BB: I’m not sure what a “book of disquiet” would be, but I did find reading this book to be disquieting. It does not feel like an organizing principle, at least as I think of them, in that it does not feel like there is an organizing principle imposed on the book. The Book of Disquiet reads like something that happened. There is an inevitability to it. This fits with how Soares claims the book came to be, which you quoted. Autobiographies are an inevitable type of book. Their course is set before the writing begins.
The claim that this is an autobiography of a man for whom “dreaming was a religion” is fascinating to me because, as we’ve discussed, dreaming is treated as a spiritual experience, something akin to becoming one with ones thoughts and the world around them. I’m also interested, in contrast to this, in how on page 28 (section 17), the project of the book is described like this:
I am offering you this book because I know it to be both beautiful and useless. It teaches nothing, preaches nothing, arouses no emotion. It is a stream that runs into an abyss of ashes that the wind scatters and which neither fertilise nor harm — I put my whole soul into its making but I wasn’t thinking of that at the time, only of my own sad self and of you, who are no one.
I wonder what you think of this quote and of the questions it raises. I find the conflicting arrogance and self-criticism fascinating, and I am of course struck by how viscerally I disagree with it. I’m not sure what to make of a passage wherein a writer assesses their own book in a way that seems so wrong. This leads to me a somewhat related question: What does it mean to read a work like this in times so saturated with irony? For me, I think it created quite a beautiful experience, and part of that was because I was constantly navigating the space between my perception and what seemed to be the intended impact of the text.
SE: I like what you say about this book not having an organizing principle so much as reading “like something that happened.” Like you, I don’t read this book as being “about” anything so much as being a tendency, an immense body of thought that came out of a particular way of inhabiting the world. Also like you, I don’t find this book disquieting per se (or, at least, the disquiet that one finds in it is just one of many, many emotions encountered here). But I could perhaps see it as being the product of someone’s disquiet, this regular writing out of short prose fragments a way of coping with a profound state of anxiety.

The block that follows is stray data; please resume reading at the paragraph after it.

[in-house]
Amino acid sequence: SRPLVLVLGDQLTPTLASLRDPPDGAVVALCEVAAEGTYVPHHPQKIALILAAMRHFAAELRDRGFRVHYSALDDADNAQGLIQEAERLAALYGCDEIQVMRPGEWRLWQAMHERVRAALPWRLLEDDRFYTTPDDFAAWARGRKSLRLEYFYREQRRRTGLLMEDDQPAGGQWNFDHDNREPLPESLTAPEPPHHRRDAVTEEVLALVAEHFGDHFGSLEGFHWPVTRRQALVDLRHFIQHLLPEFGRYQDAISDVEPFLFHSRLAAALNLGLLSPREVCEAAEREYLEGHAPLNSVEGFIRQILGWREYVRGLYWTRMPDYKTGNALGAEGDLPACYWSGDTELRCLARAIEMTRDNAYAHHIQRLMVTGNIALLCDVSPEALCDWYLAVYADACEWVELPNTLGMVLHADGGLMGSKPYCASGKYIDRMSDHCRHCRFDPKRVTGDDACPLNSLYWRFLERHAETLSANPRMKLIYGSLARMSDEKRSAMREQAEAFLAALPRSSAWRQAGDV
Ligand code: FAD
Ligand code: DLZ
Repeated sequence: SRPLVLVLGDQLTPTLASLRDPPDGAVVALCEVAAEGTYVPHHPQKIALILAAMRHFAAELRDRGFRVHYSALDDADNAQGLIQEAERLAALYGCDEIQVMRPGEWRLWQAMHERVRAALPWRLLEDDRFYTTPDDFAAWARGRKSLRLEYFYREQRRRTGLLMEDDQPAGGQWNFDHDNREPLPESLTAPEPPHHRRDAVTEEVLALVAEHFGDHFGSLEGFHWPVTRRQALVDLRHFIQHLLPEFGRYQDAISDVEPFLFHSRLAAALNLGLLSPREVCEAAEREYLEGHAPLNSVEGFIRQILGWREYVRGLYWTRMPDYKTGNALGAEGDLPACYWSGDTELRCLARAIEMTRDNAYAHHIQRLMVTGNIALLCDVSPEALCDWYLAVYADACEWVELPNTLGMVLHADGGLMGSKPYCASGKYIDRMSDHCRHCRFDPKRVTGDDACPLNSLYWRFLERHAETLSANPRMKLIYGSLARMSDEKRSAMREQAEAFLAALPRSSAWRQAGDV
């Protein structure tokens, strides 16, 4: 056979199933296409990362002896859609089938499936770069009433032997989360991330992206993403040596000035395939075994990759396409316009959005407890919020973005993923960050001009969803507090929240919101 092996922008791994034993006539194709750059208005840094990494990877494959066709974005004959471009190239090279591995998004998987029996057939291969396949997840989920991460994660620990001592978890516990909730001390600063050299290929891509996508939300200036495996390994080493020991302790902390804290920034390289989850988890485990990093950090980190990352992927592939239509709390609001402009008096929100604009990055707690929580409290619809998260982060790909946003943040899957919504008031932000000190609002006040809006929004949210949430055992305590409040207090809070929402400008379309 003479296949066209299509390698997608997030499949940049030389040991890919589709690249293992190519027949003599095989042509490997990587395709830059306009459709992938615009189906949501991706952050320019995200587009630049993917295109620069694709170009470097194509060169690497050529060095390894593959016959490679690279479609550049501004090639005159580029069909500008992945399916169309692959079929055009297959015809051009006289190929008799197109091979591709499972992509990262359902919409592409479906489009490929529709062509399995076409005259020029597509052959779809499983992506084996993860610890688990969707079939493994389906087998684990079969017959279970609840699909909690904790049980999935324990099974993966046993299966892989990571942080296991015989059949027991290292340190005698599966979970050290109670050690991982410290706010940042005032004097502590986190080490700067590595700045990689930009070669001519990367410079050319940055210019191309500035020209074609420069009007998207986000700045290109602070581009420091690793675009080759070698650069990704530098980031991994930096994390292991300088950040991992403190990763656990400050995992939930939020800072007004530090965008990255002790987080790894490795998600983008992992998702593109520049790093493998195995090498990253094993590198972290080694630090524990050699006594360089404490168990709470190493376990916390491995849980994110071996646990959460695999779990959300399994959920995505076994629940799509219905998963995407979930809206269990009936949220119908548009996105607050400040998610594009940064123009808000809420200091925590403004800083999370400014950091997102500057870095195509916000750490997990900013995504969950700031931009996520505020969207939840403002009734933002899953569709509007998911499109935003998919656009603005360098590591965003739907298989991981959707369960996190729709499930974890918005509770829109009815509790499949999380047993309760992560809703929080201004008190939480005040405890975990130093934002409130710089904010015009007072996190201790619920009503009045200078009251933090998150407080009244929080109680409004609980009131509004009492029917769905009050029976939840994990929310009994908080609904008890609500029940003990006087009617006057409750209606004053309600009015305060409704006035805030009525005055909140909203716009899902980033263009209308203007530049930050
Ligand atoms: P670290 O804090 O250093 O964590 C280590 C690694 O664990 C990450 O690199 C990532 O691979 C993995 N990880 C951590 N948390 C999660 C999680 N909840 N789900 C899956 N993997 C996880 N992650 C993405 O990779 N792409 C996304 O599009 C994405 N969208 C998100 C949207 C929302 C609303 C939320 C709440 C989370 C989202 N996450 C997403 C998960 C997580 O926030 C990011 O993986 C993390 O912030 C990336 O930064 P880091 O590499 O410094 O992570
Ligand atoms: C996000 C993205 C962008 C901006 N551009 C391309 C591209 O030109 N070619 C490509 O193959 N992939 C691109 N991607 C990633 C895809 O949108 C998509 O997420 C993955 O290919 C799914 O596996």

The Book of Disquiet is saturated with irony in the sense of a unreliable narrator — a person whose words we don’t quite know how to regard.
As to the quote you’ve shared, my opinion is that, like so much in this book, it’s made of discrete chunks that on their own are quite simple to parse but when all put together baffle me with their complexity. Regarding the irony, I feel that this is part of the immense depth of this book, that one never knows what to take seriously and what to read between the lines. Just look at where Pessoa calls this book both “beautiful and useless:” what writer would really admit his work has no use, and in which sense would he mean that his writing is “useless?” And would he really be so arrogant as to flatly call his writing “beautiful?” It seems so out of character.
In my reading, The Book of Disquiet is saturated with irony in the sense of a unreliable narrator — a person whose words we don’t quite know how to regard. I think is a quite richer and more interesting sort of irony than the way we tend to use the word popularly nowadays, as a kind of shorthand for a sharp, biting humor where the intended meaning of a remark is never in doubt (it’s usually the exact opposite of the superficial meaning of the statement). I think this gets back to what I was saying about how hard I find this quote to parse, and which you mention at the end of your remarks: the level of irony in Pessoa seems to constantly be shifting — some of the quote reads as quite earnest, while other parts seem almost impossible to take on their face, and then right in the middle is that beautiful poetic metaphor (a different kind of discourse altogether), which dances right on the precipice of incoherence (as Pessoa so often does).
It strikes me that this is one of the great, unique things about literature — as opposed to other forms of art — the way that it can combine these different registers of communication into statements of intense depth. I find it a little like the end of 2001, when David Bowman looks into what he takes as a black monolith floating in space and suddenly realizes that it is in fact full of stars, that this object that seconds before was simply a metallic rectangle of some 20 feet or so becomes an object of profound depth, a portal to another world. And that to me is the longed-for experience of reading great literature, an experience that Pessoa excels at evoking to a rare degree, this sense of feeling chasms open up before your eyes as you work your way through these seemingly mundane statements.